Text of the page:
“Red Army” is a documentary about the nation-wide hockey program of the USSR of the 1970’s and 1980’s, but of course this movie is about so much more, it is about the people within this system, the ones who ran it, and how it reflected the Soviet system overall as well as the Cold War between the Soviets and the capitalist West.
The focus of the film is Viacheslav Fetisov, which I am sure upsets him a little because as the captain of the USSR national hockey team and a product of dozens of years of Soviet-style teachings starting with him at a very young age, he has totally bought into the socialism, “there is no I in team” mentality, but he does deserve to be singled out among the rest of the team because of his insanely long list of accomplishments and rewards. Starting at 8 or 9 years old, he was entered into the Soviet hockey program, which found and cultivated the best players throughout the entire country and brought them up to eventually play for the National team. And on top of that the government practically made it mandatory for all men to at least attempt to play hockey, seeking to root out the best of the best, and using the sport as an opportunity to prove that their model of governance was the best one.
So Fetisov pretty much narrates most of the movie, telling the story of his rise through the ranks and leading the team to a number of Olympic medal games and world championships and all sorts of other feats of dominance. But “Red Army” is about more than how the team was amazing, but it also gets into the human cost of a program that views these players as nothing more than property to be exploited. They made practically no money and were forced to stay in training camp for 11 months out of the year, constantly training for the next game, never being allowed to see their families for any reason. But then when they won so much, it was hard to argue with the results. The Soviets developed a style of play that was graceful and seemingly impossible to defend, and outside of the Miracle on Ice game, they were downright unbeatable.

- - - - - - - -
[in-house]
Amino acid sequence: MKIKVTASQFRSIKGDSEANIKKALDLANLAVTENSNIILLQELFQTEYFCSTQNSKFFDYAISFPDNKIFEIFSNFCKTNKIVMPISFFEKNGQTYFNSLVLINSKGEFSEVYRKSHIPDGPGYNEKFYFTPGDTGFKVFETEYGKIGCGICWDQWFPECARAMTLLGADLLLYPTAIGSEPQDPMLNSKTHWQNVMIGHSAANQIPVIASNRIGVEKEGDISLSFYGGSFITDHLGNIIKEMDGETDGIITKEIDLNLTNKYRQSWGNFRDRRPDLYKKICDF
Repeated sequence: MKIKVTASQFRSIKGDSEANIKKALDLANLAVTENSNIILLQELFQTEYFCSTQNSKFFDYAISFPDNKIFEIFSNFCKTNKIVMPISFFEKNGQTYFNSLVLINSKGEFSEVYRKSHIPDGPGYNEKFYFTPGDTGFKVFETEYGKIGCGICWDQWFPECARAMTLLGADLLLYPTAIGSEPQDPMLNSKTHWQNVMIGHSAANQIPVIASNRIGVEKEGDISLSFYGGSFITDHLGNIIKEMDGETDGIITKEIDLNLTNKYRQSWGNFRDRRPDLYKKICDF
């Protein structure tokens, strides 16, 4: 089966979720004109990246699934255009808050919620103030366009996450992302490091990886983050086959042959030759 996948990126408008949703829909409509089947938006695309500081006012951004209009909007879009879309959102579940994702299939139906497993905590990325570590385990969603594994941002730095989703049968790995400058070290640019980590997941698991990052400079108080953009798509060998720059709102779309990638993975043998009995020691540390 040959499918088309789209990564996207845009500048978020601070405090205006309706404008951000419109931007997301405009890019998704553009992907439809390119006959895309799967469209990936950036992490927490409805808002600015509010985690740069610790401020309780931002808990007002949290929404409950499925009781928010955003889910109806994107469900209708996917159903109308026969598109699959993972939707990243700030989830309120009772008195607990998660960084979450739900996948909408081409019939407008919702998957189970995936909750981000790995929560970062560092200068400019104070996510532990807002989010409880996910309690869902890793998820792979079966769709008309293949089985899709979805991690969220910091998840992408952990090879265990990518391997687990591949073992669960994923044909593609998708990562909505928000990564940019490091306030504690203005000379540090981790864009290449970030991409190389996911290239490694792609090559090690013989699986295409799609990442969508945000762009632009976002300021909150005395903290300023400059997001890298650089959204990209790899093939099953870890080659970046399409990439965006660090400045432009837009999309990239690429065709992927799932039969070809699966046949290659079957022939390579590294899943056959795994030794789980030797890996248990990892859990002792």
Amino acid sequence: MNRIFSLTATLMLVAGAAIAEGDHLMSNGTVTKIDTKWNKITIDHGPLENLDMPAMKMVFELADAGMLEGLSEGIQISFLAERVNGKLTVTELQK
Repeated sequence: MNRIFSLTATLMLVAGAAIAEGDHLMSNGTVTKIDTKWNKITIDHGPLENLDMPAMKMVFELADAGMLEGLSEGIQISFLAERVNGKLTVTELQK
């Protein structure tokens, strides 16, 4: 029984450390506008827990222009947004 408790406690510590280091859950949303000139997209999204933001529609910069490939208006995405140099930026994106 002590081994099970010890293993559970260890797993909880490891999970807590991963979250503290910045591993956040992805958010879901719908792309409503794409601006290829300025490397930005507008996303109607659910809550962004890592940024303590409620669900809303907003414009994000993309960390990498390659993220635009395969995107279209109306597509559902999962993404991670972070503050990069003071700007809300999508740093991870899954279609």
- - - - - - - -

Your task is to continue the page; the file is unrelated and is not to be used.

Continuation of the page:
But when the Soviet empire started crumbling and the NHL came knocking with their million dollar contract offers, it was only a matter of time before the Soviet players made their way to the Americas to play, but that came with its own set of complications, especially for Fetisov, who at this point was the national face of hockey int he USSR, an asset that the government was loathe to give up. And the government did fully control the hockey team and hockey players, going so far as to make the team officially a part of the Soviet army, which made their players part of the army as well, and they definitely ran that thing like it was the army, not a sport.
So that was all crazy enough already, and then when the Soviets finally made their way to the NHL all on different teams, they found that they couldn’t gel with their teams, who all played much more individualistic hockey, as opposed to the very team-based hockey perfected by the Soviets. So on top of the struggles of these guys being on losing teams for the first time in their lives, they also have the problems of not being accepted by their teammates and other members of the league, who view them mainly through the anti-USSR Cold War lens, immediately distrusting of them as people solely because of where they came from. But what happened when one smart team decided to put all these former Soviet teammates together on one NHL team? Well what do you THINK happened?
Even if you don’t like hockey or sports in general, you would still find this documentary pretty fascinating because it is specifically about people, friendships, betrayals, all of the things that make humanity so interesting.